When it comes to preserving fresh edibles economically and conveniently, it's hard to beat the centuries-old technique of drying fruits and vegetables at home!
Drying fruits and vegetables at home saves you money and preserves your yearly crops.
Dehydration as a method of food preservation has been around a long time. Primitive man dried victuals by the heat of the sun or with the aid of fire, then ground the dehydrated stores into a long-lasting powder or ate them "as is". Now, thousands of years later, dehydration is still one of the most widely used methods of food preservation in the world . . . for some mighty good reasons.
If these aren't powerful enough reasons for you to begin thinking about drying your own foods at home, consider this: By buying fruits and vegetables in bulk when they're in season (and thus lowest in price) — then dehydrating them for later use — you can enjoy your favorite eats year round, in season or out, for just a fraction of what you'd pay on a buy-as-you-eat basis. If nothing else, food drying is a great way to reconstitute your shrinking food dollar!
If you want to dehydrate foods quickly (and you don't mind warming up the kitchen), you can dry your fruits and vegetables in the oven. This method, however, has the disadvantage that it usually causes a greater change in the color, flavor, and vitamin content of foods than does open-air drying.
A better — though more time-consuming — way to dehydrate foods is to use a cabinet-type food dryer, or simply rely on Ole Sol to do the job. Sundrying requires very little in the way of equipment: just a couple of tables (or other flat surfaces) that can be set up outside, some cookie sheets, aluminum foil, or butcher paper on which to dry the edibles, and a protective netting (cheesecloth, for instance) to keep insects off the food.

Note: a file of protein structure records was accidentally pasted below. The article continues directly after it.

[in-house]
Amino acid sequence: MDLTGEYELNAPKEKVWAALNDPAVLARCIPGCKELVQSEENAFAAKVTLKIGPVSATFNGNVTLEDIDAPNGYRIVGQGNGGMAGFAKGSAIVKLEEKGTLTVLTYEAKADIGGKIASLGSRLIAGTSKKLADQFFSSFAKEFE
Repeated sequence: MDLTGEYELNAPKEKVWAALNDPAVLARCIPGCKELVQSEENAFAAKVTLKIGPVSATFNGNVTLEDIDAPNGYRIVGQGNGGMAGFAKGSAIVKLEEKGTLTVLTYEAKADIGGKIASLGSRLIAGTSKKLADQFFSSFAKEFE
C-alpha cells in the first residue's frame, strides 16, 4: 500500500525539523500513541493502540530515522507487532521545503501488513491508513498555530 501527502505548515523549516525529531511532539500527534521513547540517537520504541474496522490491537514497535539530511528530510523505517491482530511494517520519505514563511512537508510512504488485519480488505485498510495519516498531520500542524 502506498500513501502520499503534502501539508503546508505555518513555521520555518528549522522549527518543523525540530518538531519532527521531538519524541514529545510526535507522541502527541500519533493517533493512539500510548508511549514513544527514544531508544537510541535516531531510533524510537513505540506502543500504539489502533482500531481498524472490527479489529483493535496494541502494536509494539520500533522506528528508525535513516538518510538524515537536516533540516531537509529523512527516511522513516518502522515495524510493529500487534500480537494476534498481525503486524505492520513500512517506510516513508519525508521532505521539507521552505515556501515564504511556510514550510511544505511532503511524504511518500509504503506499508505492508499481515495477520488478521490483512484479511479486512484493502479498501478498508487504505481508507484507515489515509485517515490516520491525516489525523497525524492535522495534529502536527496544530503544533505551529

There's nothing complicated about preparing victuals for drying. The key things to remember are:
The list of foodstuffs that can be dried is long indeed . . . too long — certainly — to fit on this page. Herbs, however, have to be among my favorite dryables. I love to go out around my farm on a spring morning after the dew has dried and harvest dandelion greens, nettles, comfrey, mint, and lemon balm . . . then bring them inside, wash them lightly (if rain hasn't already done so), and blot the pickings on a towel before putting them out to dry.
Of course, you don't really need a food dehydrator to dry herbs: All you have to do is tie the plants in bundles and hang them in a dry place (such as the attic) for a few days. When the herbs are crackling-dry, they can be crushed and put into freezer bags or jars and stored in a dark place. The seasonings can then be used in teas, or ground fine and added to soups, stews, or other dishes.
Virtually any kind of fresh fruit can be dehydrated satisfactorily. Pineapples and bananas — which can be bought year round — are particularly good when dried . . . especially if they've been purchased in a very ripe condition and cut into thick chunks before being processed. These fruits — in their desiccated state — have a sweetness and a delightful chewiness that are hard to beat.
Few things — in my opinion — are more fun to dry than the seasonal fruits: cherries (sour and sweet), peaches, apricots, pears, plums, etc. I like to buy or handpick big boxfuls of these fruits and taste-sample them as I slice 'em up to be dried. Believe me, it's a very satisfying feeling to have a year's supply of these delicacies in storage, and to know that you didn't have to spend hours scalding and packing and canning the fruit to get that supply.
Stone fruit — 'cots, peaches, plums, etc. — need only be sliced in half and pitted prior to drying . . . no peeling is necessary. (Hint: The dehydrating goes a little faster if you turn each fruit half inside out by pressing on the skin side with your thumb.)
To dry pears, all you have to do is quarter the fruits and place them on the rack, skin side down. The same goes for apples, which you can also slice into rings, if you prefer. (Coring is optional.) Apples will turn brown (due to oxidation) when dried, but the color change doesn't affect the fruits' flavor.
To make your own raisins, simply pull seedless grapes from bunches and spread them out on the drying tray or table.
All of the above fruits should be hard dried: That is, they should contain no moist spots when done. (Remember, bacteria and mold can only grow where there's water.) Hard dried fruits can be softened by soaking them in water or juice before they're eaten . . . or they can be left lying out in the kitchen for a while to be softened naturally by the moisture in the air.
One of the most satisfying things you can do with your fresh fruit (or with softened dry fruit) is make fruit leather . . . the kind that sells for up to 79¢ a roll at the grocery store (but that you can produce for pennies at home). To make your own leather, simply: